Are EU member-states in Southeast Europe ready for timely and just transition beyond coal? For the Western Balkans, membership hopefuls, the question is how much longer can public subsidies and Chinese loans keep coal zombie alive at growing cost to health, livelihoods, and the environment?
As Europe’s energy system transitions, its infrastructure needs are also changing. The need to reflect higher climate and energy targets, to accelerate the phase out of all fossil fuels, and build out of renewable energy, the role of decentralised technologies and the need to support a more democratically-owned energy system are new features of the changing landscape. It is imperative that the trans-European energy infrastructure (TEN-E) regulation is revised to reflect these new realities and supports the European energy transition. This briefing explains why the revised TEN-E regulation must exclude fossil gas projects while mentioning issues that are also relevant for electricity projects.
The report "EU funds for a Green Recovery: Recommendations for Member States to steer EU regional and recovery funding towards climate neutrality", published by Climate Action Network (CAN) Europe and CEE Bankwatch Network, identifies concrete investment proposals as listed in National Energy and Climate Plans (NECP) of 14 Member States to be funded in order to ensure a green recovery.
The PAC scenario illustrates a pathway for the transition of the EU’s energy system that is in line with EU leaders’ commitment to the Paris Agreement.
The global pandemic shock shows us Europe is not resilient. The EU needs to use its answer to this as an opportunity to make sure societies recover in a manner that does not deepen but reduce the damage of the ongoing climate crisis. The time is now that the EU jointly addresses the economic and the environmental challenge through rapidly building an energy system that cuts greenhouse gas emissions by 65% in the year 2030.
This briefing provides an assessment of the European Commission proposal ‘The EU budget powering the recovery plan for Europe’ and analyses a number of new and revised pieces of legislation for the Multiannual Financial Framework 2021-27 and Next Generation EU 2021-24.
The report coordinated by Climate Action Network (CAN) Europe and ZERO looks into the final National energy and Climate Plans of 15 Member States and assesses how much final NECPs are improved compared to the draft ones and analyses the opportunities and gaps arising from the final NECPs. The report indicates that a number of countries made some improvements in their final NECPs, both in terms of targets and of policies and measures. However, these improvements are not enough to catalyse the energy transition required to achieve the long term objective of the Paris Agreement.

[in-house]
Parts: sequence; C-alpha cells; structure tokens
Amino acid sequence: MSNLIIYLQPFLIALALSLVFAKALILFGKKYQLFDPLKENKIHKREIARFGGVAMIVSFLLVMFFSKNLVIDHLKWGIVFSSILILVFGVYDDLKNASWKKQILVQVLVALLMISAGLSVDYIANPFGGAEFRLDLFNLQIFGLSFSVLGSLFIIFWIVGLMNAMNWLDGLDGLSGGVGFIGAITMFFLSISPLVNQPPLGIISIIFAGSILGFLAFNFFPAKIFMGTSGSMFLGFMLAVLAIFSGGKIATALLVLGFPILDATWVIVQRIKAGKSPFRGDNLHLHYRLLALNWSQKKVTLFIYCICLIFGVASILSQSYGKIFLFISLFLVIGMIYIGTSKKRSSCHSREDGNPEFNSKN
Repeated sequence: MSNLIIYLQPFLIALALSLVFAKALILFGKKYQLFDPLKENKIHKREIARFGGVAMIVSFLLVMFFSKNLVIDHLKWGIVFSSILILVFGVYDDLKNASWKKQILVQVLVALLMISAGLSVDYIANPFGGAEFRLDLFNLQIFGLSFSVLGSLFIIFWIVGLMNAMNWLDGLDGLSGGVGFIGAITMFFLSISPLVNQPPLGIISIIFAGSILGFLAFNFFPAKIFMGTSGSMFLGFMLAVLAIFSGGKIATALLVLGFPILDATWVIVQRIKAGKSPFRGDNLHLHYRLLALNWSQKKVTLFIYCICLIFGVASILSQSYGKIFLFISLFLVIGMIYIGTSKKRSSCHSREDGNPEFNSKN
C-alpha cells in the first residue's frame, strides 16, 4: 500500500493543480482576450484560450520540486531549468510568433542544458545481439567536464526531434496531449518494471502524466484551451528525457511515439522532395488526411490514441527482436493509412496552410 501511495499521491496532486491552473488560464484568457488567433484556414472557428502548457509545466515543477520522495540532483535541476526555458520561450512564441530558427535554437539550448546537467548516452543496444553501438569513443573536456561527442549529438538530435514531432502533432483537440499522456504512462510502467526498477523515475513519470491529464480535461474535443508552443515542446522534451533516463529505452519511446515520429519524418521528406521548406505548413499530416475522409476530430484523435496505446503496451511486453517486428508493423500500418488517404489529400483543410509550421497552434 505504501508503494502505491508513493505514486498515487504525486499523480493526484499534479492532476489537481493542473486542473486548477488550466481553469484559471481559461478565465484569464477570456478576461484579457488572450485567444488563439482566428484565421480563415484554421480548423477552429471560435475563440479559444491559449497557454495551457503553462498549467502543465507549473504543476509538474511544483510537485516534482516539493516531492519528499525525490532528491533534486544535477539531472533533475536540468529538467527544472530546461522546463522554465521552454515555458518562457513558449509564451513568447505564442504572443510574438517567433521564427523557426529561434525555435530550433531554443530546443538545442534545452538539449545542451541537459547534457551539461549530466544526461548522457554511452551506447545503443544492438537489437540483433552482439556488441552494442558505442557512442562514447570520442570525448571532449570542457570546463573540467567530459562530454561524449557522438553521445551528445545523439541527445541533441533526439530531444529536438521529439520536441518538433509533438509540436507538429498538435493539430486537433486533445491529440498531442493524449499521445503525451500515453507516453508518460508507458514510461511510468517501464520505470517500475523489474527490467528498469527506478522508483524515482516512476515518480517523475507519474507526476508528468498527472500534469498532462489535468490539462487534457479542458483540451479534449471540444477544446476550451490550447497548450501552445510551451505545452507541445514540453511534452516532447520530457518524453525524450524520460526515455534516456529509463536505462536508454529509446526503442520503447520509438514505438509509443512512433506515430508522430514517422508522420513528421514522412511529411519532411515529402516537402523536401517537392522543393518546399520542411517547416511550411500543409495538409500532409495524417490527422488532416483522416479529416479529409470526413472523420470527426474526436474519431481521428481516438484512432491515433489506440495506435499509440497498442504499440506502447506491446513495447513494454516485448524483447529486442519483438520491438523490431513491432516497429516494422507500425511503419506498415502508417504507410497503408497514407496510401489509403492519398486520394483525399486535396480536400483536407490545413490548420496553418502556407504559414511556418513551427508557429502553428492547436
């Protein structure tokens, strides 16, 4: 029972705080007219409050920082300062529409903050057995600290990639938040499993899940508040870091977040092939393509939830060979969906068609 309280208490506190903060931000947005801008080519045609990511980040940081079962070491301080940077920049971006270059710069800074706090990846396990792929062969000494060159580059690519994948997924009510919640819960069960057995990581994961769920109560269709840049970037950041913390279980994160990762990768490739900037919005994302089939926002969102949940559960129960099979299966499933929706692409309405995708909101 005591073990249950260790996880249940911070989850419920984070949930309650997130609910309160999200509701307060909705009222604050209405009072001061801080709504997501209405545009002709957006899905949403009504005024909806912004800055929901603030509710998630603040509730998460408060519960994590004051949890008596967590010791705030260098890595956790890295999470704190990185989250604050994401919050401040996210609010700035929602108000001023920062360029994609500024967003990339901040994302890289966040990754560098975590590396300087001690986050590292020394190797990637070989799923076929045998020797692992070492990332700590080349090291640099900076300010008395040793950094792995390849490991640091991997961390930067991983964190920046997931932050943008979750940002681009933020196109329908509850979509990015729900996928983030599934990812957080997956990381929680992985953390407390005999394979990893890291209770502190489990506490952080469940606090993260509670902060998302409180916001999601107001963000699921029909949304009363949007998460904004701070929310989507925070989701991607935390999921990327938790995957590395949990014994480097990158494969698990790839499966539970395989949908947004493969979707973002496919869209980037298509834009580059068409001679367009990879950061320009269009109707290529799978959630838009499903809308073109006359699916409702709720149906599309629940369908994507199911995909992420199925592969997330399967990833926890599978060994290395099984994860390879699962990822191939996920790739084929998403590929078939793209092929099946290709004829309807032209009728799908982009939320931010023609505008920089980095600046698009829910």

You can download the report here: pdf Opportunities and Gaps in Final NECPs (2.36 MB)
COVID-19 hit European citizens and the economy very hard. Today, Europe is facing an unprecedented economic shock. Governments are taking bold steps to alleviate negative impacts on society and to prevent a collapse of the economy. Europe is facing a recession and the EU and Member States are developing measures aimed at longer-term economic recovery.
The economic measures currently being developed are much needed in the fight against the health and economic crises provoked by the coronavirus. However, they also represent an opportunity for EU Member States to address both the economic and climate crises by putting the transition to climate neutrality at the heart of these recovery measures.
This media briefing discusses how economic recovery packages can support the early transition to low carbon economies in Europe. In addition, it looks into the EU’s Long Term Strategy, the coherence between the EU’s and Member States’ national Long Term Strategies and how the ambition level of these strategies can be increased with sustainable stimulus packages, aimed at achieving the Paris Agreement goals.
You can download the briefing here : pdf EU and National Long Term Strategies (378 KB)
The report "Funding climate and energy transition in the EU: the untapped potential of regional funds" shows that in the current EU budget cycle 2014-2020, only an average of 9,7% of Cohesion Policy (infrastructure relevant) funding has been invested in clean energy solutions. It also includes country assessments for Estonia, France, Spain, Portugal, Croatia, Slovenia, the Czech Republic and Poland. These country assessments are unveiling that main beneficiaries of the EU budget, particularly CEE and Southern European regions are also the ones that spend the least on clean energy infrastructure.
Global Coal Plant Tracker’a (Küresel Kömür Santrali Takipçisi-GCPT) göre 2019 yılı, kömüre dayalı elektrik üretimine dair tüm belli başlı büyüme göstergelerinde büyük düşüş görülen ardı ardına dördüncü yıl olarak kayda geçti.
The Sustainable Europe Investment Plan (SEIP) is the financial arm of the European Green Deal, created for financing European economies’ transition to zero-carbon emissions and expected to mobilise at least €1 trillion over the next decade. A key element of the plan is the creation of a Just Transition Mechanism (JTM) aimed at supporting those carbon intensive regions of the EU - such as coal-mining areas - where moving to climate neutrality will be more complex.